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The Henry Swan Papers

Letter from Henry Swan to his first wife, Mary Fletcher pdf (1,675,141 Bytes) transcript of pdf
Letter from Henry Swan to his first wife, Mary Fletcher
Intending to have them published, Swan's wife had his letters transcribed as he sent them.
Number of Image Pages:
2 (1,675,141 Bytes)
1945-06-06 (June 6, 1945)
[Swan, Henry]
[Swan, Mary Fletcher]
This item is in the public domain. It may be used without permission.
Medical Subject Headings (MeSH):
World War II
Exhibit Category:
Medical Training, Wartime Surgical Experiences, and Early Career, 1935-1949
Box Number: 1
Folder Number: 51
Unique Identifier:
Document Type:
Letters (correspondence)
Physical Condition:
Series: Correspondence, 1944-1996
Folder: World War II. Letters at home, by Henry Swan II, 1944-1945
June 6, 1945
D plus 365
Fletchie darling,
Maybe, at last, I can write you a letter longer than 1 page. Gradually one gets back one's feeling of the facts of life as such.
Yesterday, I drove up to Bad Meinberg taking Howard Romach & Sam Talmadge. We spent the afternoon on the range shooting Smeissirs, grease-guns, burp guns, Thompson sub-machine guns, 45's, 38's, carbines. It sounded like a small war was on again. Then we went and had dinner at my old hospital where I had arranged for one of those old-time filet-mignon with sauce Beardaise, meals. And was it good! Then in the evening, we took to the stream, and had some nice fishing. A very pleasant outing indeed, and the last touch of the sporting life for some time.
Today: - details. Trunks & such. How to pack along the liquor? Well, fortunately I am managing to keep my car along. For how long, I don't know. But it has been a god-send, and I'll hang on as long as possible.
The last few days have been a confused and hazy dream. Most everyone has been more or less drunk most of the time. I've never seen so much liquor consumed so constantly. The tremendous feeling of frustration, disappointment, and futility must work itself out. Then at last we can emerge into a realization of the facts of a new goal to be attained and a sense of a new mission. These things take time.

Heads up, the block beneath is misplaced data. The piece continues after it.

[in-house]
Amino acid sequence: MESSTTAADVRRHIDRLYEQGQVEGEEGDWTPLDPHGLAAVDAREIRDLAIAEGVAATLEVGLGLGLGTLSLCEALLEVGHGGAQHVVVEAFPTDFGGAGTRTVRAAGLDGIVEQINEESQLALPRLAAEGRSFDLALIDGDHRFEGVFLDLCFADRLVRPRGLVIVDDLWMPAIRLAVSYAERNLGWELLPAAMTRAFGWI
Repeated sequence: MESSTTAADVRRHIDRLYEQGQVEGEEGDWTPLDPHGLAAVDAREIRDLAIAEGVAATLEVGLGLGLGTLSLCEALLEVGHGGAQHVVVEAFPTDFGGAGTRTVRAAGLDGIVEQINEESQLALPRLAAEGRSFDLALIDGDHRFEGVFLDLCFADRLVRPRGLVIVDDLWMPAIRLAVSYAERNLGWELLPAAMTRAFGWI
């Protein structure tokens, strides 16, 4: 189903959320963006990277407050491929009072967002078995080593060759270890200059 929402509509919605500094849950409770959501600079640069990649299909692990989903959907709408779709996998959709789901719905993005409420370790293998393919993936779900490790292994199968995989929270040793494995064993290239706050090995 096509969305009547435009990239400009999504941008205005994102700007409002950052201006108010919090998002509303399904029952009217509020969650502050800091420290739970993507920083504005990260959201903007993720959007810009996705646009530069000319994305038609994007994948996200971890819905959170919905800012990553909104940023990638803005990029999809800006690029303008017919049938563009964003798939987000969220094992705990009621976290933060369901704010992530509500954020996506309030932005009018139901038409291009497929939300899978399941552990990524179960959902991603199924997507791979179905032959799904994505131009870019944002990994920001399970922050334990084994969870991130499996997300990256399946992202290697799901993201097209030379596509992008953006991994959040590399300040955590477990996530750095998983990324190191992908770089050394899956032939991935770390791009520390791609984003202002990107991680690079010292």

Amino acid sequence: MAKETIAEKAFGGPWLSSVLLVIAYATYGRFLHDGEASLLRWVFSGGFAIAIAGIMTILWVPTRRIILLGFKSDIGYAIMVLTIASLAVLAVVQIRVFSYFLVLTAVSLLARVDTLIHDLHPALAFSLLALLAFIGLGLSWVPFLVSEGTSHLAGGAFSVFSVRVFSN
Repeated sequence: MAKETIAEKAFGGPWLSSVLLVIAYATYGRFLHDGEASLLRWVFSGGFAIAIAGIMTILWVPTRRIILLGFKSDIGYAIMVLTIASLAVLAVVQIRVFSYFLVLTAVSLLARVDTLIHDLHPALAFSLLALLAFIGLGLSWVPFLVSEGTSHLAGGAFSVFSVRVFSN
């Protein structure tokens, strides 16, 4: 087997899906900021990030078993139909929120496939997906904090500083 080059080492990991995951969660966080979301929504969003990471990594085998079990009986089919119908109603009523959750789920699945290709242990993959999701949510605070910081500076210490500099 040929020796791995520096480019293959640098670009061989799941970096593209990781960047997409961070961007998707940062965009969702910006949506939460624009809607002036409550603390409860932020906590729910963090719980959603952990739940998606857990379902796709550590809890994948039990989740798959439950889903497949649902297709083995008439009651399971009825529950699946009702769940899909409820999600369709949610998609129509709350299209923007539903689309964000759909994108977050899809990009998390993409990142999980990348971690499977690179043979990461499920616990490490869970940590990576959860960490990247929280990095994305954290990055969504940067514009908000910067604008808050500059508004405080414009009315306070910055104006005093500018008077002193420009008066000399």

Your letter of May 23rd is full of worry about the looting business. Unfortunately, it is as bad as, and probably much worse, than you know. There are, in general, two types of confiscating: - legitimate, and illegitimate. The tools of war including equipment, arms, special service items, etc. belonging to the enemy are the legitimate prize of conquest. This includes rifles, pistols & other arms, uniforms, military vehicles, etc. It also includes railways, factories, coal mines, food stores, which are of use to our armies. These comprise the legitimate trophies of war. There are also the individual souvenirs -- party insignia, plaques, flags, swords, etc. These are symbols of adventure of experience, and are not frowned on by our leaders. Then there is the strictly immoral "looting" of which you write. The taking of personal property, not for the use of the army or the gov't., but for your own personal profit. Of this there has been a tremendous amount! And it thrives in high places too! I have seen a full Colonel, commanding officer of an Evac., who spent every waking hour touring the countryside & the homes of people here- taking silverware, fine china, jewelry, watches, art works, etc. Then sending it home in carton lots. Taking the gun or dagger off a POW is one thing; systematic stealing of personal property is another! Taking plates and glasses for the use of the soldiers' mess is one thing; using Dresden figurines as targets for pistol practice is another. Wanton vandalism seems to be part & parcel to war, also. I suppose if you are a bazooka or artillery man whose whole effective military life is bent on destruction loses all sense of property. His aim is to kill and destroy. A soldier who has to forage, devise & conquer seldom lets property rights interfere with his safety and the performance of his job. It is easy then to forget property rights outside of his job.
I suspect it is part & parcel of the tremendous moral breakdown which occurs in war. The release of the violent emotions, the sense of immediacy which it brings, the loss of human values are intrinsic. I have often told you, war is immoral. These things are manifestations of it. The sexual promiscuity, looting, vandalism, rape, and wanton destruction are appallingly common; appalling, perhaps, in that it occurs in any degree. We, as a people, and the vast majority of our army, do not approve.
I have been guilty of real "looting" on one occasion -- the big train I sent Henny. It came from the house of the Gestapo chief of Dulken. (A murderer, torturer, war criminal of the nth degree.) He will never return, of course. He's either dead now, or will be. But it wasn't mine. So I had, and still have, pangs of conscience for taking it. It wasn't right. But I would shoot it's owner without a second thought. Funny, isn't it? All the other things I've sent fall into the category of legal trophies, or else, like the pewter, the projector, the film, etc., were paid for.
It's a tough war!
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